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What is a Deferred Annuity?

A person can set up automatic payroll deductions in order to contribute to her or his annuity plan.
A single-premium deferred annuity is usually purchased as a retirement savings instrument.
A deferred annuity plan allows for a flexible means of saving for retirement.
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  • Written By: Malcolm Tatum
  • Edited By: Bronwyn Harris
  • Last Modified Date: 30 August 2014
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A deferred annuity is a type of annuity contract that allows for periodic contributions to the plan, but does not allow any withdrawals from the plan until either an appointed time is reached or a specific event takes place. For example, a deferred annuity plan may be put is place early in life and receive payments on a regular basis until the point of retirement. At that point, contributions cease and the holder of the annuity account begins to receive regular income payments that are funded from the balance in the plan.

There are two main advantages to a deferred annuity arrangement. First, contributions to a deferred annuity plan are not subject to taxes. The payment of any applicable taxes is postponed or deferred until the annuities are actually received as an income payment at a later date. Depending on the amount of contributions made to the deferred annuity during the calendar year, the tax advantage may be significant.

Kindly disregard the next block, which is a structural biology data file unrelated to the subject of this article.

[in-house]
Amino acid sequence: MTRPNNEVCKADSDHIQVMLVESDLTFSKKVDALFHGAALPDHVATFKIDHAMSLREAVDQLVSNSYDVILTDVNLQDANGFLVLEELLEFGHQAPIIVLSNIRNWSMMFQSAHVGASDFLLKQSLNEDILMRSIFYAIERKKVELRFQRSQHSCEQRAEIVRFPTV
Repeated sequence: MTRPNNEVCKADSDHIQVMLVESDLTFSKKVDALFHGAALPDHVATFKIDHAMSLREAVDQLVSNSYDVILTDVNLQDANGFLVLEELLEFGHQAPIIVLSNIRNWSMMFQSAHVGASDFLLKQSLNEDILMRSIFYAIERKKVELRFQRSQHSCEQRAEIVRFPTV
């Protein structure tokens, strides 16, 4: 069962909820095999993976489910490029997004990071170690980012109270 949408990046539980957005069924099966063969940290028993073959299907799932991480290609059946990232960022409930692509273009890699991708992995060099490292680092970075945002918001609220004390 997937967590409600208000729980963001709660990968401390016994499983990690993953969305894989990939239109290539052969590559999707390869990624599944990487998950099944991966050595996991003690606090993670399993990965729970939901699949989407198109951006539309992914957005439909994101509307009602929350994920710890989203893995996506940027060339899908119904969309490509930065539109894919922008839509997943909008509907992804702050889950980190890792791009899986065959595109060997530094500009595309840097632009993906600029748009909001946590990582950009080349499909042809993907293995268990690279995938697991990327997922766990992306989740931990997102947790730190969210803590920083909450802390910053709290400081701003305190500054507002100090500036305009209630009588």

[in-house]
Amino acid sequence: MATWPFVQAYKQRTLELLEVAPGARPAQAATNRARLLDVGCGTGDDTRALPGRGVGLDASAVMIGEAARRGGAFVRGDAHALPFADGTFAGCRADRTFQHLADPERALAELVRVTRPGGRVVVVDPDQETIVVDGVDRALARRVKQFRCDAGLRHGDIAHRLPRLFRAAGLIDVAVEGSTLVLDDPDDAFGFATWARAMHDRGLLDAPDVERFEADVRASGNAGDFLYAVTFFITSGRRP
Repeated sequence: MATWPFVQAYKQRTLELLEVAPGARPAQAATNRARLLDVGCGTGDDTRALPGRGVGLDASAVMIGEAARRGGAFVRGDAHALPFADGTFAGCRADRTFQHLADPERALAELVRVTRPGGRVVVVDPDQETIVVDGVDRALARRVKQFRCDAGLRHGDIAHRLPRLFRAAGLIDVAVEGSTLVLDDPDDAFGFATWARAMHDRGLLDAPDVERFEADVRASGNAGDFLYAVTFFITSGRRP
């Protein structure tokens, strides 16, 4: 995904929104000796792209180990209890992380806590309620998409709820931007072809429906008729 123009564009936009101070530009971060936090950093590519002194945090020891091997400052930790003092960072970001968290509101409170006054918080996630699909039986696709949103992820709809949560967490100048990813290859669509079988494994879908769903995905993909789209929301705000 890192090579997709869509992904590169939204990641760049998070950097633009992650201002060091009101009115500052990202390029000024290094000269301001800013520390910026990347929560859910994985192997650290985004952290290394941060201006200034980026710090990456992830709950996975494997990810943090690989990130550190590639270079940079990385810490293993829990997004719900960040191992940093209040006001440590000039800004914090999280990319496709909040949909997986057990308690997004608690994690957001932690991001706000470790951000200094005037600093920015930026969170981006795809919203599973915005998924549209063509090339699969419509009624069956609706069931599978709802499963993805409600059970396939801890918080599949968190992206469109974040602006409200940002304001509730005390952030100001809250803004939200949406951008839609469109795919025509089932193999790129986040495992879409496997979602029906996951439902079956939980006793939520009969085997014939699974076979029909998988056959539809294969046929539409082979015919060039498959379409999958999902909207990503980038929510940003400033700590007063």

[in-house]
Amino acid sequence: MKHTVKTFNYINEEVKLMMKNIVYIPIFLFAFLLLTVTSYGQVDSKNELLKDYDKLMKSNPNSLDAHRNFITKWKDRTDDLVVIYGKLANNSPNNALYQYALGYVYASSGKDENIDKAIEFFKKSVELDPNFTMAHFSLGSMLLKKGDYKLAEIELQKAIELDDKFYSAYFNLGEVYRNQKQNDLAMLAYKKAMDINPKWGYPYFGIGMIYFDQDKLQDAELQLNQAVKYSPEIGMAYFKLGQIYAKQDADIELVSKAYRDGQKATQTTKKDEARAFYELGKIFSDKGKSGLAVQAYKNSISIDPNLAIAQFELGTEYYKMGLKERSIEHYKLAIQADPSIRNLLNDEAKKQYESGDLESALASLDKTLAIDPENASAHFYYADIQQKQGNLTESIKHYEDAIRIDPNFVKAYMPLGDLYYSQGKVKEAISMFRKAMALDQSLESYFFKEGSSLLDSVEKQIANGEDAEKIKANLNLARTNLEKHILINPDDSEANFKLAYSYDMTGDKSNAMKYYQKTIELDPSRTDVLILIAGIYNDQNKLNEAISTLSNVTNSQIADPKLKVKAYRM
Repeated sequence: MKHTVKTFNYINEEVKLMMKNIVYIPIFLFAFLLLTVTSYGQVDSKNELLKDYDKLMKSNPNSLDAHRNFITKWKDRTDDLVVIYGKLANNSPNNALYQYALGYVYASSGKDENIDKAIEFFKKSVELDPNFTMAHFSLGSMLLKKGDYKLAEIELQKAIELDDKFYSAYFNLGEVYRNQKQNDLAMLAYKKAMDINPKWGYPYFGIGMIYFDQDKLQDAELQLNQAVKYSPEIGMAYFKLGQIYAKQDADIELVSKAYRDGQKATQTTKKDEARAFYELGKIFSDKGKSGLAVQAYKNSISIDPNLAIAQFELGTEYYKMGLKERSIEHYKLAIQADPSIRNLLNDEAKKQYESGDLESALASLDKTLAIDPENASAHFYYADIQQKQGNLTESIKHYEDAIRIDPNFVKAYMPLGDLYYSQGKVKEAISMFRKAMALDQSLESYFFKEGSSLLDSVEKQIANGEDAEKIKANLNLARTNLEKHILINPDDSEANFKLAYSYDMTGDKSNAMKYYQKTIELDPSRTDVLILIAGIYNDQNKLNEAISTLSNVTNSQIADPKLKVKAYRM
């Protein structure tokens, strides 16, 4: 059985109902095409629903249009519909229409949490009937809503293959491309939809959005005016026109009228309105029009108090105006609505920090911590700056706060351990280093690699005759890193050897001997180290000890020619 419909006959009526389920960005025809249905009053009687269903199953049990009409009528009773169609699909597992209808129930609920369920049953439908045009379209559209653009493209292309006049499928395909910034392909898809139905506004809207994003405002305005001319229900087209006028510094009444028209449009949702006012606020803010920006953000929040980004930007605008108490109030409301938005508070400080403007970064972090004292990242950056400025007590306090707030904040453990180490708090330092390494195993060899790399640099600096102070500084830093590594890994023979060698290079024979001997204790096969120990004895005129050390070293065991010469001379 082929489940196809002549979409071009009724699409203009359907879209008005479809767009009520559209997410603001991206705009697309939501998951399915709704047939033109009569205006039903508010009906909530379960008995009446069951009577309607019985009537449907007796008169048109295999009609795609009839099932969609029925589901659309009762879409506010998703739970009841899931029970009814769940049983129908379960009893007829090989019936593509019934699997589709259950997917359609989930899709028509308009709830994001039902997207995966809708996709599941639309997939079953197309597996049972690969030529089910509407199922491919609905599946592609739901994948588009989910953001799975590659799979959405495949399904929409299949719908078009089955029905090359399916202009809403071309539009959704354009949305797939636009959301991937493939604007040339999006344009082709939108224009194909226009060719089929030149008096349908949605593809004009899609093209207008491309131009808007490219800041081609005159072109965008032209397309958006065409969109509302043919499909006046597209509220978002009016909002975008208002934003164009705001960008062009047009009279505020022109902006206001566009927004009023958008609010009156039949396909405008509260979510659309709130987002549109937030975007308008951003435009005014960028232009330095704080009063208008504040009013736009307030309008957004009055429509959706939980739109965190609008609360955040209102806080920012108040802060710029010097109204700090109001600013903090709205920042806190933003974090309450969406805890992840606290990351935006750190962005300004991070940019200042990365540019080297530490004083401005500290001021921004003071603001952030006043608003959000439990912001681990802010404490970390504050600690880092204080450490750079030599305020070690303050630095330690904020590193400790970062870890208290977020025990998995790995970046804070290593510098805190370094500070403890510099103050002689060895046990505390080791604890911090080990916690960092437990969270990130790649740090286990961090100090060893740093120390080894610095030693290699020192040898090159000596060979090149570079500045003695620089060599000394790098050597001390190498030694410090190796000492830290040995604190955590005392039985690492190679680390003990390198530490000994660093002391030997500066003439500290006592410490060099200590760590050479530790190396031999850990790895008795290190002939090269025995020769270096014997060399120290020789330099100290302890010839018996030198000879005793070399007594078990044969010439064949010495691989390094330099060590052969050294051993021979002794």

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The second major benefit to a deferred annuity plan is that is allows for a flexible means of saving for retirement. It is possible to contribute to the plan on an irregular basis, although many people elect to set up payroll deductions as a way of contributing to the annuity plan on an ongoing basis. A deferred annuity arrangement also does not carry any type of sales charges, which is helpful in growing the balance. Most deferred annuity plans will guarantee that the holder of the account will eventually recoup at least 100% of the contributions, even if the underlying investments in the annuity fail to perform up to expectations.

Even after retirement or any other designated key event takes place, it is not mandatory that the recipient begin receiving payments from the deferred annuity program immediately. The recipient still has the option of postponing a payment for additional periods of time, if he or she deems it wise to do so. For example, if the reception of a payment would be likely to move the individual into a higher tax bracket, the payment can be deferred until the next tax period where the chance that the payment would be subject to higher taxes is less likely. It is important to note that in many countries this type of activity is in compliance with current tax laws. However, this is not the case in all nations. For this reason, it is important to understand current applicable tax laws and receive payments from a deferred annuity program in a manner that is within the scope of current law.

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